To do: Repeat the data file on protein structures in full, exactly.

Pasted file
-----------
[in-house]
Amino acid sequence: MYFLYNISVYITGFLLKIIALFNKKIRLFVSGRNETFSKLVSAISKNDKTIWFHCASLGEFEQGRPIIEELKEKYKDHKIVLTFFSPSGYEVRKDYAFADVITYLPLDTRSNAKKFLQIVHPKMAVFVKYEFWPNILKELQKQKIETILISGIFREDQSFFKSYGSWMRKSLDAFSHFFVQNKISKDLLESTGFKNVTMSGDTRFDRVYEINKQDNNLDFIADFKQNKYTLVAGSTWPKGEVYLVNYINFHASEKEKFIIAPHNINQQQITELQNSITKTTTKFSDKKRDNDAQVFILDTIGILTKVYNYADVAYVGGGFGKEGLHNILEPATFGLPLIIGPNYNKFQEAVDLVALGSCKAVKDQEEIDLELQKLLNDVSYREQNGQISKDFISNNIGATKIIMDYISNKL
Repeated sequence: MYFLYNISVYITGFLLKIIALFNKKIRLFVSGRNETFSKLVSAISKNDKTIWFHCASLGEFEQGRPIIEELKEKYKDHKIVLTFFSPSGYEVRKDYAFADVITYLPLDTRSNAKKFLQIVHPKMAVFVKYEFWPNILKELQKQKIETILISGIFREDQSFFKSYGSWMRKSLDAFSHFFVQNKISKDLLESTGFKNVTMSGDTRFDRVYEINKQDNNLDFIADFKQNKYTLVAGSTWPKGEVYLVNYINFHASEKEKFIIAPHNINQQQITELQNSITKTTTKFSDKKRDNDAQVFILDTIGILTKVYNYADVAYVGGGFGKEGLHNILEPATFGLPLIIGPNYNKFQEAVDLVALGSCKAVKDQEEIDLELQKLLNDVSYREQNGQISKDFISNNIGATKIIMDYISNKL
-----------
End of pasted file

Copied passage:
[in-house]
Amino acid sequence: MYFLYNISVYITGFLLKIIALFNKKIRLFVSGRNETFSKLVSAISKNDKTIWFHCASLGEFEQGRPIIEELKEKYKDHKIVLTFFSPSGYEVRKDYAFADVITYLPLDTRSNAKKFLQIVHPKMAVFVKYEFWPNILKELQKQKIETILISGIFREDQSFFKSYGSWMRKSLDAFSHFFVQNKISKDLLESTGFKNVTMSGDTRFDRVYEINKQDNNLDFIADFKQNKYTLVAGSTWPKGEVYLVNYINFHASEKEKFIIAPHNINQQQITELQNSITKTTTKFSDKKRDNDAQVFILDTIGILTKVYNYADVAYVGGGFGKEGLHNILEPATFGLPLIIGPNYNKFQEAVDLVALGSCKAVKDQEEIDLELQKLLNDVSYREQNGQISKDFISNNIGATKIIMDYISNKL
Repeated sequence: MYFLYNISVYITGFLLKIIALFNKKIRLFVSGRNETFSKLVSAISKNDKTIWFHCASLGEFEQGRPIIEELKEKYKDHKIVLTFFSPSGYEVRKDYAFADVITYLPLDTRSNAKKFLQIVHPKMAVFVKYEFWPNILKELQKQKIETILISGIFREDQSFFKSYGSWMRKSLDAFSHFFVQNKISKDLLESTGFKNVTMSGDTRFDRVYEINKQDNNLDFIADFKQNKYTLVAGSTWPKGEVYLVNYINFHASEKEKFIIAPHNINQQQITELQNSITKTTTKFSDKKRDNDAQVFILDTIGILTKVYNYADVAYVGGGFGKEGLHNILEPATFGLPLIIGPNYNKFQEAVDLVALGSCKAVKDQEEIDLELQKLLNDVSYREQNGQISKDFISNNIGATKIIMDYISNKL